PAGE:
Host Transcriptome Responses to Yersinia pestis Infection
Zongmin Du and Ruifu Yang
from: Yersinia: Systems Biology and Control (Edited by: Elisabeth Carniel and B. Joseph Hinnebusch). Caister Academic Press, U.K. (2012)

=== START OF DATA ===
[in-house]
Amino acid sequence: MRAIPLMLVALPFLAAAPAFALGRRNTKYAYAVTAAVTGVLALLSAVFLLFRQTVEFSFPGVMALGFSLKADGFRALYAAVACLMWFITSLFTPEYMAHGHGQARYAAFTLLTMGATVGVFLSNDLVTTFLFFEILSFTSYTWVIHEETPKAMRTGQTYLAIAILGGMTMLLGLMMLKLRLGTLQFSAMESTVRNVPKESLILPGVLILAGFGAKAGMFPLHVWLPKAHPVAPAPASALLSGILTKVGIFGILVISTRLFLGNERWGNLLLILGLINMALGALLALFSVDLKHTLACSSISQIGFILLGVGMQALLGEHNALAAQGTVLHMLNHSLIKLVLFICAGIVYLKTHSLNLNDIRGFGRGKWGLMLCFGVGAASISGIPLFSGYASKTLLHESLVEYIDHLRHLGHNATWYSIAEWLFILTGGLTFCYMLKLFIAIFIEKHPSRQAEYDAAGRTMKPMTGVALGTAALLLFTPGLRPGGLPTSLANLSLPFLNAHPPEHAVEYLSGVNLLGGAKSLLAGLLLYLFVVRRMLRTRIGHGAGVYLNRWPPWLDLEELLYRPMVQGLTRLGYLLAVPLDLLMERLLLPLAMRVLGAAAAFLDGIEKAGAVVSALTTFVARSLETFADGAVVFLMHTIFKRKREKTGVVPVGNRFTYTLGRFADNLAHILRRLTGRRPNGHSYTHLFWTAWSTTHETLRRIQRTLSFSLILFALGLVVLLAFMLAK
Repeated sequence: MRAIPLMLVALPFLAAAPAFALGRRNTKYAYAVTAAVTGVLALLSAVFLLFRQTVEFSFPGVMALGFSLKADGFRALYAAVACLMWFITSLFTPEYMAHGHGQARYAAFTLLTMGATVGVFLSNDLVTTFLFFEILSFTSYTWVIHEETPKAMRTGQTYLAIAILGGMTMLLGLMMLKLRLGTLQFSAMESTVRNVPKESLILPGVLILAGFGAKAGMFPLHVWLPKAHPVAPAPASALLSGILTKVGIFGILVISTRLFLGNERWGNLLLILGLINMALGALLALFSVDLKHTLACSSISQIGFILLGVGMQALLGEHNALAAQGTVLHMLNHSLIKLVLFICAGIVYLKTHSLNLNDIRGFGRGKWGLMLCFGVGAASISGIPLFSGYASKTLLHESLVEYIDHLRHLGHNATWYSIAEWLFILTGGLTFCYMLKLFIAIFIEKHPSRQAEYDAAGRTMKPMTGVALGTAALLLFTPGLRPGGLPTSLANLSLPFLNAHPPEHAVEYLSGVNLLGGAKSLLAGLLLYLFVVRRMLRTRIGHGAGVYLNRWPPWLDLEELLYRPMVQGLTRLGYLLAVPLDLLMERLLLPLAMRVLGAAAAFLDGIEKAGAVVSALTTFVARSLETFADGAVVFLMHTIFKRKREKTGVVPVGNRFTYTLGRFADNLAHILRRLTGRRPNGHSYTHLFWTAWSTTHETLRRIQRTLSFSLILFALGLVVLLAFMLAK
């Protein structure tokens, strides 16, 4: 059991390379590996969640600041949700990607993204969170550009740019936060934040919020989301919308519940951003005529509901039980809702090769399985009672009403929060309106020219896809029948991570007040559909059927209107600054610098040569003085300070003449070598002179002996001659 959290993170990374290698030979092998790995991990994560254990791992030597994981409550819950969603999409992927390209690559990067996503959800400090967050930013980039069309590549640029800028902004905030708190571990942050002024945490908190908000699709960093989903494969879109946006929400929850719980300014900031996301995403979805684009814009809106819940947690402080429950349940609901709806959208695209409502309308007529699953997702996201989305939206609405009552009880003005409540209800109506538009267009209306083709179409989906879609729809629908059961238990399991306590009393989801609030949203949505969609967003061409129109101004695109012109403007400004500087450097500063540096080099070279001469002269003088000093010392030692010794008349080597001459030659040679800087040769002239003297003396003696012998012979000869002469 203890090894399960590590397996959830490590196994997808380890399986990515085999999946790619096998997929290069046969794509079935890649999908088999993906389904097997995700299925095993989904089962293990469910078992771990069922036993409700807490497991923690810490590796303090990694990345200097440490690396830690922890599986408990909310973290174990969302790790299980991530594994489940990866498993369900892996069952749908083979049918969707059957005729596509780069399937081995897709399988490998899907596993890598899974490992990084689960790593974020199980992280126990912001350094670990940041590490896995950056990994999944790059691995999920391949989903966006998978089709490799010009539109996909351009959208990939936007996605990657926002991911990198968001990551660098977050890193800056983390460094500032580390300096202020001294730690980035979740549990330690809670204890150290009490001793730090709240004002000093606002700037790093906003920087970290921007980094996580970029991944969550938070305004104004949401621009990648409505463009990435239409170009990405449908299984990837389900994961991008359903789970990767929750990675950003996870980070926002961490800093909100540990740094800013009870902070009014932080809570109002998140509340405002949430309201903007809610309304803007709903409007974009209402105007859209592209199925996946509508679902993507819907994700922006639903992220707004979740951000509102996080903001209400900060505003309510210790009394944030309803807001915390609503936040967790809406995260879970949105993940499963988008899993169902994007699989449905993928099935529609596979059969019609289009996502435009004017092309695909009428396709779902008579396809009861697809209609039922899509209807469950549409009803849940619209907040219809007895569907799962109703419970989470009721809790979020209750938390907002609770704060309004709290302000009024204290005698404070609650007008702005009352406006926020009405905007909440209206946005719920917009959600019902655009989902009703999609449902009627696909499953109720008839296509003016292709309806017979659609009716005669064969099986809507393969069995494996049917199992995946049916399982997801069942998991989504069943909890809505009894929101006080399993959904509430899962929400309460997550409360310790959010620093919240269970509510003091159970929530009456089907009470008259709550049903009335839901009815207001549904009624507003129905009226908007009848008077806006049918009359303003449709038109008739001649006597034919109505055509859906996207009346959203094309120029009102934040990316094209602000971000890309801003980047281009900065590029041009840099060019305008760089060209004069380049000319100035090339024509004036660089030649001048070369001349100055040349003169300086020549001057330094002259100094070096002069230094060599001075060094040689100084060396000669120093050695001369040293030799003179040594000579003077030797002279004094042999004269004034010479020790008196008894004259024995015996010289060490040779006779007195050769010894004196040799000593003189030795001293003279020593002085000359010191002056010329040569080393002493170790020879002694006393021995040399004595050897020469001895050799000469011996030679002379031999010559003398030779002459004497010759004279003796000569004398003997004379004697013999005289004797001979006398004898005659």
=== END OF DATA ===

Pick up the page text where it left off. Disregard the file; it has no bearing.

Yersinia pestis, the etiological agent of plague, is highly virulent and has acquired an ability to transmit among hosts via fleabite. The high bacterial load in the blood meal from terminal septicemic rodents makes the fleabite transmission route feasible. Molecular mechanisms underlying the high virulence and the unique transmission strategy of Y. pestis have not been clearly elucidated till now. Host transcriptomic responses to Y. pestis in host immune cells or in infected tissues have provided valuable insights into the pathogenic mechanisms adopted by this pathogen. It is now established by detailed histopathology analysis and transcriptional profiling studies on infected animal tissues that the immune response is delayed in both bubonic and pneumonic plague animal models, and neutrophil infiltration and proinflammatory cytokine production occur only after the infection progresses into a systemic septicemic stage. This chapter reviews the recent progress in studies on the host transcriptional responses to Y. pestis infection and prospects the future trends that will lead us to go further in probing into the pathogenicity of this pathogen read more ...